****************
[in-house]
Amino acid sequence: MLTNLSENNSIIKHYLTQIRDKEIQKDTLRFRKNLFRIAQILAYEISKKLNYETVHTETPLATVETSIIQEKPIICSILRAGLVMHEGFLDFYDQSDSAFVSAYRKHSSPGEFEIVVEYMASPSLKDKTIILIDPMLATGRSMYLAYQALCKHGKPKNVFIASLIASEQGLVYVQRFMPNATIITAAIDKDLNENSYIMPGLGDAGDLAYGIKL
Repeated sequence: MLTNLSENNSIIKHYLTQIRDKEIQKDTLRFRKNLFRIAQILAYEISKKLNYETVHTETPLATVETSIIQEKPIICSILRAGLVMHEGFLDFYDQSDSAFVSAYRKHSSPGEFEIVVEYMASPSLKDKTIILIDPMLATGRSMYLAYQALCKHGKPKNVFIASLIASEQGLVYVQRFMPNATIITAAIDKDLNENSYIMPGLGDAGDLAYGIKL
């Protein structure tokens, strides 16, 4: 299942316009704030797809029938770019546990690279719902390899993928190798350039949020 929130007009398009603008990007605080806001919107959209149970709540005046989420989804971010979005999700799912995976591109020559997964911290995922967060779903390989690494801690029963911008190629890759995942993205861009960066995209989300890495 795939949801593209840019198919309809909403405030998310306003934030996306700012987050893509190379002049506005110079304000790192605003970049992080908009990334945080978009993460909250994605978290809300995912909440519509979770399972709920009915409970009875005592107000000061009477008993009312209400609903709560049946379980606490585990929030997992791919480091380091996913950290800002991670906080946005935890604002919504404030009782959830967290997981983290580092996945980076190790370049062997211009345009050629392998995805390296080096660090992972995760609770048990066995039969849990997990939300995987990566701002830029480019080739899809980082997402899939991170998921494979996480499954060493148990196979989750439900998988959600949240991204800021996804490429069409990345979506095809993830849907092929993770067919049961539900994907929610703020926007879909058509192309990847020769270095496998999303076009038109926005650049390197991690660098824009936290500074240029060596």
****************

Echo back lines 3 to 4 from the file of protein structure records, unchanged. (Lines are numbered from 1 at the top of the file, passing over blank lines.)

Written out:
Repeated sequence: MLTNLSENNSIIKHYLTQIRDKEIQKDTLRFRKNLFRIAQILAYEISKKLNYETVHTETPLATVETSIIQEKPIICSILRAGLVMHEGFLDFYDQSDSAFVSAYRKHSSPGEFEIVVEYMASPSLKDKTIILIDPMLATGRSMYLAYQALCKHGKPKNVFIASLIASEQGLVYVQRFMPNATIITAAIDKDLNENSYIMPGLGDAGDLAYGIKL
């Protein structure tokens, strides 16, 4: 299942316009704030797809029938770019546990690279719902390899993928190798350039949020 929130007009398009603008990007605080806001919107959209149970709540005046989420989804971010979005999700799912995976591109020559997964911290995922967060779903390989690494801690029963911008190629890759995942993205861009960066995209989300890495 795939949801593209840019198919309809909403405030998310306003934030996306700012987050893509190379002049506005110079304000790192605003970049992080908009990334945080978009993460909250994605978290809300995912909440519509979770399972709920009915409970009875005592107000000061009477008993009312209400609903709560049946379980606490585990929030997992791919480091380091996913950290800002991670906080946005935890604002919504404030009782959830967290997981983290580092996945980076190790370049062997211009345009050629392998995805390296080096660090992972995760609770048990066995039969849990997990939300995987990566701002830029480019080739899809980082997402899939991170998921494979996480499954060493148990196979989750439900998988959600949240991204800021996804490429069409990345979506095809993830849907092929993770067919049961539900994907929610703020926007879909058509192309990847020769270095496998999303076009038109926005650049390197991690660098824009936290500074240029060596």